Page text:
The medical centers have proved the safety, efficacy and specificity of this drug with several publications and clinical studies. Fluorodopa F 18 PET has a long history of safety and effectiveness. This drug is superior to the cocaine analog imaging agent proposed by pharmaceutical companies. Cocaine analogs are known to stick to the striatum like glue. So if you are labeled with Iodine 123, which has a half-life of 18 hours, it can remain in the striatum for a long period of time and can damage the brain damage.
On the other hand, Fluorodopa F 18 injection is an analog of LDOPA, which is used for treating Parkinsonian patients and the residence time is very short and the patients can go home without worrying about radiation.
There's a real medical need for Fluorodopa PET for differential diagnosis of Parkinsonian syndromes. The benefits are far greater than the risks. Fluorodopa helps patients and their physicians to decide on their treatment. Since there is no FDA approval, there is no reimbursement and the medical institutions are finding it financially difficult to fund the scans.
Once again, we need a coordinated effort from the FDA and a team that can help us to preserve and protect this innovative technology. We are requesting the FDA to approve this drug, with a priority review process so the drug will be available even after the CGMP deadline, for all, for all patients. We must not ignore the patients with less financial fortunes in getting this scan.
The medical institutions are not doing this for profit, unlike the pharmaceutical companies. We are doing this to help the patients. That's all I have to say. Thank you.
DR. SHUREN: Thank you. Janet Trunzo.
MS. TRUNZO: Good morning. I'm Janet Trunzo with the Advanced Medical Technology Association. Our association represents manufacturers of diagnostics and medical devices, and our members range from the smallest to the largest medical technology companies.
Advamed supports the efforts of FDA to seek feedback from stakeholders through these town hall meetings. Advamed also commends CDRH for the development its strategic plan. The plan is consistent with FDA's mission to protect and promote the public health by assuring the safety, effectiveness, and quality of medical devices by fostering innovation and providing the public with accurate science based information.
Today, however, I would like to focus my remarks on the 510(k) process in light of the fact that the comment period just closed a few days ago. First, Advamed believes that the 510(k) review process is well designed to assess the safety and effectiveness in low and moderate risk medical devices whose risks are well understood from experience with similar devices. We also believe that regulatory requirements should balance FDA's dual mission of protecting the public health, while facilitating innovations that benefit patients, but patient safety is the number one priority for medical technology companies.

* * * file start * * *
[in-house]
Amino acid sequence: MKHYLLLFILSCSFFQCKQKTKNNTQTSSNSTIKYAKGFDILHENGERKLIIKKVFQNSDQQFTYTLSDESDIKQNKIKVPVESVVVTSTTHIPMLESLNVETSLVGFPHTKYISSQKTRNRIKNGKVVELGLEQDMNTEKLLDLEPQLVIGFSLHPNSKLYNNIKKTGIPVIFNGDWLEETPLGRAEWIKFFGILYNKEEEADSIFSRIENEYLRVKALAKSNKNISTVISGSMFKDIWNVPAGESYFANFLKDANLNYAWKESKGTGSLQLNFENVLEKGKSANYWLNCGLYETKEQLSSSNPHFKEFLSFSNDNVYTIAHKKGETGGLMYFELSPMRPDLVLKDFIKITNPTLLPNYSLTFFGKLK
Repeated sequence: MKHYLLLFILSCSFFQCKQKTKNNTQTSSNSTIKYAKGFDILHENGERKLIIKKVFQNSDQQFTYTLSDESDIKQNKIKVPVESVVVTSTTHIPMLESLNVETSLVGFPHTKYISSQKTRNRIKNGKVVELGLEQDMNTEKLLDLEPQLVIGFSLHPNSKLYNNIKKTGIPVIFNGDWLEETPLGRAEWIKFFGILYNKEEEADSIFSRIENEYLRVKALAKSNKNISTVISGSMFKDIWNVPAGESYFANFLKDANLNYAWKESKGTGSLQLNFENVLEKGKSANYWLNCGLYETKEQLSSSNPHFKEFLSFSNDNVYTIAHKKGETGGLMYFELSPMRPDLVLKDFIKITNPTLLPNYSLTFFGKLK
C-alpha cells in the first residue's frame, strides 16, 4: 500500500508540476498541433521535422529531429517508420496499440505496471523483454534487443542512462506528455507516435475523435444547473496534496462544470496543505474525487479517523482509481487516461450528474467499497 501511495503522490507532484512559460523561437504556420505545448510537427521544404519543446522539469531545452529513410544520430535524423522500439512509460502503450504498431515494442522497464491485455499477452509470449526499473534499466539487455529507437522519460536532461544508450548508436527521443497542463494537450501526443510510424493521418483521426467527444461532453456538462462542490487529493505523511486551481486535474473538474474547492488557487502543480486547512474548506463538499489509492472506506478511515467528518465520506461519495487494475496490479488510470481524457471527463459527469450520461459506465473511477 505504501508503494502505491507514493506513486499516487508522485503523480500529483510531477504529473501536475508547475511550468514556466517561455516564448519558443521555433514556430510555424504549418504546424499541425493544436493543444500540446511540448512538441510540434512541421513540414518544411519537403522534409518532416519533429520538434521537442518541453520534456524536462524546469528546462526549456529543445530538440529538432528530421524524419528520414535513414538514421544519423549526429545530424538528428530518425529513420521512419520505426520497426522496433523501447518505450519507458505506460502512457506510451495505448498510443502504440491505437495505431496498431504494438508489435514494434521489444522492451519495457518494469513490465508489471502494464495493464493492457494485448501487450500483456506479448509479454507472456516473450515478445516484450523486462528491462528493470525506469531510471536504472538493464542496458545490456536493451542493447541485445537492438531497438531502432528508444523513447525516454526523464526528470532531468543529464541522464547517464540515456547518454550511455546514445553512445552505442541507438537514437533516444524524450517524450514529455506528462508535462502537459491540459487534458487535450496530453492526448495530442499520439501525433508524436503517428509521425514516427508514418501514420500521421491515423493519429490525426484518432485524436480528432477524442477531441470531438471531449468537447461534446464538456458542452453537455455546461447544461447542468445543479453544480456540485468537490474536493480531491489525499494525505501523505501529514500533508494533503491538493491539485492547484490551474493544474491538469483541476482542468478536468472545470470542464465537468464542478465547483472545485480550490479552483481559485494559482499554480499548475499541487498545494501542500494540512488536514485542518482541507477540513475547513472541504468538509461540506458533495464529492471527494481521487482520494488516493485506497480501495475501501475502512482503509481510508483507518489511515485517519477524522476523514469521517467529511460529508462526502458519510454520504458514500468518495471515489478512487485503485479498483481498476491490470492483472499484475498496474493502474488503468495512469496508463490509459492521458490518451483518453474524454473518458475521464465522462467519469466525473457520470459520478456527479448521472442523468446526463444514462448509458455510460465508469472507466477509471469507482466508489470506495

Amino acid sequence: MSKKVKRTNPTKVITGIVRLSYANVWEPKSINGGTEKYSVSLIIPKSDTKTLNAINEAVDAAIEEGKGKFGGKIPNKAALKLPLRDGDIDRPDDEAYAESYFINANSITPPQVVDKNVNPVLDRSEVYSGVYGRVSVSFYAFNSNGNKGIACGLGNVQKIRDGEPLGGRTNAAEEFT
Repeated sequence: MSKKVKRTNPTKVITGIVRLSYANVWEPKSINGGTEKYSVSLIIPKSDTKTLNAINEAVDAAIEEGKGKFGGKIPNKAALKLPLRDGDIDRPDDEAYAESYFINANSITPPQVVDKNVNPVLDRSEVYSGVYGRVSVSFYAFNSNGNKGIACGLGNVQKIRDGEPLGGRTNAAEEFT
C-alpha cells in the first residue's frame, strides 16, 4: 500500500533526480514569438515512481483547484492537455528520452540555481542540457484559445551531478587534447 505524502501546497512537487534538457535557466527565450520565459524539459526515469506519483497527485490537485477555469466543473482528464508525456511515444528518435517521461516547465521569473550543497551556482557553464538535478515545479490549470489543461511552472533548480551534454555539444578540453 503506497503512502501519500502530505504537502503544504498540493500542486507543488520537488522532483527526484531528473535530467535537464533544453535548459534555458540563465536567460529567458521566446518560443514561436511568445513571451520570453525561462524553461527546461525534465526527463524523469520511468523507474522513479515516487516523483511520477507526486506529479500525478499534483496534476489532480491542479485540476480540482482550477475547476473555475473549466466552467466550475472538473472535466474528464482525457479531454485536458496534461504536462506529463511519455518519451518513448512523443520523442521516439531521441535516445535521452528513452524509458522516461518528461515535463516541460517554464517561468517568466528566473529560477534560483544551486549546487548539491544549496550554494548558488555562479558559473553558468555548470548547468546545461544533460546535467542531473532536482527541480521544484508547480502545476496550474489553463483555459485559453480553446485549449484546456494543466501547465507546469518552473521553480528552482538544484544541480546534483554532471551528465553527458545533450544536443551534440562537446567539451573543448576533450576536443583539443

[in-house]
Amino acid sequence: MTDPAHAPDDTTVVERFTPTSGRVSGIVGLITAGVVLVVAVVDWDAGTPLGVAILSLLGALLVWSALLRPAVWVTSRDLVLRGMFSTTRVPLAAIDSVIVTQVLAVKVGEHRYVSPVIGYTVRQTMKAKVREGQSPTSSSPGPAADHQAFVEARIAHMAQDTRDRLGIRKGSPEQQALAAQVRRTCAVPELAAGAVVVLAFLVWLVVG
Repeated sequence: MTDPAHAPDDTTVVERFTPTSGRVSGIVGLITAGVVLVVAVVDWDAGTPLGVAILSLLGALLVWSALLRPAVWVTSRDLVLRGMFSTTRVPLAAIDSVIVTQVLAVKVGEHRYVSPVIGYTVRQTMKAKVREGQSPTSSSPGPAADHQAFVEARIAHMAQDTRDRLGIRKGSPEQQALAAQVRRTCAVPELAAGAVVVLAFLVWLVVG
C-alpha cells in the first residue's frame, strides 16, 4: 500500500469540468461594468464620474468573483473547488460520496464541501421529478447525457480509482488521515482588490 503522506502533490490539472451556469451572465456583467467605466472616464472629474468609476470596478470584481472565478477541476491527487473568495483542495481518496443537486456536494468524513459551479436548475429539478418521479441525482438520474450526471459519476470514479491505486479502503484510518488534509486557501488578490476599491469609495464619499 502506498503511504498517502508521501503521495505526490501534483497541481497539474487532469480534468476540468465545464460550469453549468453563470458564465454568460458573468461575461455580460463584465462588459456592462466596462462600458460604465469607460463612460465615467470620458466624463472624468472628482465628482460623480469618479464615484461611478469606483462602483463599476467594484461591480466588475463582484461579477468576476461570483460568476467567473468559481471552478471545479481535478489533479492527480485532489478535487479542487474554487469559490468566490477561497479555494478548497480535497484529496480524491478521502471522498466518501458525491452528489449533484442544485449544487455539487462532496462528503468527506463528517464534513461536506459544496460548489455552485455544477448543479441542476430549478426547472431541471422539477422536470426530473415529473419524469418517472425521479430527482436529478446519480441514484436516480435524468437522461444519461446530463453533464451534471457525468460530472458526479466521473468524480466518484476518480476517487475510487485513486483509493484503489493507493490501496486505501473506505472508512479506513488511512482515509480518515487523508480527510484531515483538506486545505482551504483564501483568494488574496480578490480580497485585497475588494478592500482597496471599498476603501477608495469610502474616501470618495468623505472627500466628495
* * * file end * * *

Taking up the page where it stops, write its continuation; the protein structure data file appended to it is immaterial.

We urge FDA to move forward with changes to the 510(k) program in a way that builds on the strengths of the program. While many of these recommendations have the potential to increase the efficiency and consistency of the review process, others could actually chill device innovation and the flow of improved products to patients. Advamed is concerned with the sheer number and scope of the over 60 proposed changes could negatively impact the Agency's mission to ensure American patients have timely access to safe and effective medical devices. Implementing so many changes could likely overwhelm the Agency and in the industry and have the effect of disrupting rather than improving an already effective program.
Rather, FDA should focus on changes that are targeted, have a corresponding public health benefit, and strengthen the current system and proposals that enjoy broad agreement, such as increases in reviewer training and management training, development of specific guidance documents, and improvements in the de novo review pathway.
In our comments, Advamed supports a number of FDA recommendations and highlights many other proposals that with modification could improve the predictability and efficiency of the 510(k) process. Changes that have the potential to disrupt the program are the following, just naming a few: The consolidation of the terms intended use and indications for use could significantly alter their current meanings, add confusion to the process, and increase delays and product clearances. Limiting the use of predicates; any recommendations to limit the number of multiple predicates or even disallowing the use of a split predicate in a 510(k) submission would unnecessarily limit the range of evidence that a company could use, and could unnecessarily complicate the review process. Greater authority to rescind 510(k)s; FDA currently has extensive post market authority to remove a device from the market that it deems a danger to the public health without expanded recision authority. Advamed is concerned that expanding FDA's recision authority could lead to more arbitrary removal of products from the market than under the current procedures, and have a domino effect on the medical devices that are currently on the market. Changing FDA's least burdensome guidance document; the current least burdensome guidance document is a carefully worked out document designed to achieve the objective that was defined in the FDA modernization act of 1997. Rather than rewriting it, FDA needs to train a new generation of reviewers on how to use it properly. Establishment of a class 2B; while Advamed supports identifying a small focused subset of class 2 device types that would be subject to special requirements, we do not support, however, the class 2B category as defined in FDA's recommendations. FDA's class 2B proposal appears to include a much broader category of device types, and the proposed additional requirements for this category are unnecessarily burdensome and not what we had envisioned.